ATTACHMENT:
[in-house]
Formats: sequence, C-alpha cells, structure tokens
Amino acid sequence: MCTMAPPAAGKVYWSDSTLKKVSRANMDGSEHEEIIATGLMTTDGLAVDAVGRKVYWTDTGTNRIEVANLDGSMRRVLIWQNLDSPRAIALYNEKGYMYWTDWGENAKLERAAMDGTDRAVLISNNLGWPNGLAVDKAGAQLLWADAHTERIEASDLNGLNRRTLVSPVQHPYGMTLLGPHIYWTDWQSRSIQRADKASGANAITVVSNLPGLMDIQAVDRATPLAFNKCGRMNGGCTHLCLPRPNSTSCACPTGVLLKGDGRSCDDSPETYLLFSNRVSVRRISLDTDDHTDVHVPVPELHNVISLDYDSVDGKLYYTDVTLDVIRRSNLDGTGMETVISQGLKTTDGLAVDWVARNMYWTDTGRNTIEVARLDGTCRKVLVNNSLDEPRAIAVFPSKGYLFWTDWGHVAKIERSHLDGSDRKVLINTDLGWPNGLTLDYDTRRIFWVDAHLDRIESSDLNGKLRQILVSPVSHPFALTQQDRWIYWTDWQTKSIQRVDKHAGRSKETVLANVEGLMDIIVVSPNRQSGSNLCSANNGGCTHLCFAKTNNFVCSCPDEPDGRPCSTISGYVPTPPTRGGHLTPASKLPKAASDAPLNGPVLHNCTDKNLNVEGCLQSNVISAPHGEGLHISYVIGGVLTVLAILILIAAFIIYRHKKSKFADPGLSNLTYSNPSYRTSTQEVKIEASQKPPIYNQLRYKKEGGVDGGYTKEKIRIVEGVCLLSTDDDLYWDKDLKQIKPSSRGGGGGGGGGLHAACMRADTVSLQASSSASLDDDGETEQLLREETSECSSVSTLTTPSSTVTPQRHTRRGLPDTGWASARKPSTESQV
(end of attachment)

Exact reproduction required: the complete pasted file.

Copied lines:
[in-house]
Formats: sequence, C-alpha cells, structure tokens
Amino acid sequence: MCTMAPPAAGKVYWSDSTLKKVSRANMDGSEHEEIIATGLMTTDGLAVDAVGRKVYWTDTGTNRIEVANLDGSMRRVLIWQNLDSPRAIALYNEKGYMYWTDWGENAKLERAAMDGTDRAVLISNNLGWPNGLAVDKAGAQLLWADAHTERIEASDLNGLNRRTLVSPVQHPYGMTLLGPHIYWTDWQSRSIQRADKASGANAITVVSNLPGLMDIQAVDRATPLAFNKCGRMNGGCTHLCLPRPNSTSCACPTGVLLKGDGRSCDDSPETYLLFSNRVSVRRISLDTDDHTDVHVPVPELHNVISLDYDSVDGKLYYTDVTLDVIRRSNLDGTGMETVISQGLKTTDGLAVDWVARNMYWTDTGRNTIEVARLDGTCRKVLVNNSLDEPRAIAVFPSKGYLFWTDWGHVAKIERSHLDGSDRKVLINTDLGWPNGLTLDYDTRRIFWVDAHLDRIESSDLNGKLRQILVSPVSHPFALTQQDRWIYWTDWQTKSIQRVDKHAGRSKETVLANVEGLMDIIVVSPNRQSGSNLCSANNGGCTHLCFAKTNNFVCSCPDEPDGRPCSTISGYVPTPPTRGGHLTPASKLPKAASDAPLNGPVLHNCTDKNLNVEGCLQSNVISAPHGEGLHISYVIGGVLTVLAILILIAAFIIYRHKKSKFADPGLSNLTYSNPSYRTSTQEVKIEASQKPPIYNQLRYKKEGGVDGGYTKEKIRIVEGVCLLSTDDDLYWDKDLKQIKPSSRGGGGGGGGGLHAACMRADTVSLQASSSASLDDDGETEQLLREETSECSSVSTLTTPSSTVTPQRHTRRGLPDTGWASARKPSTESQV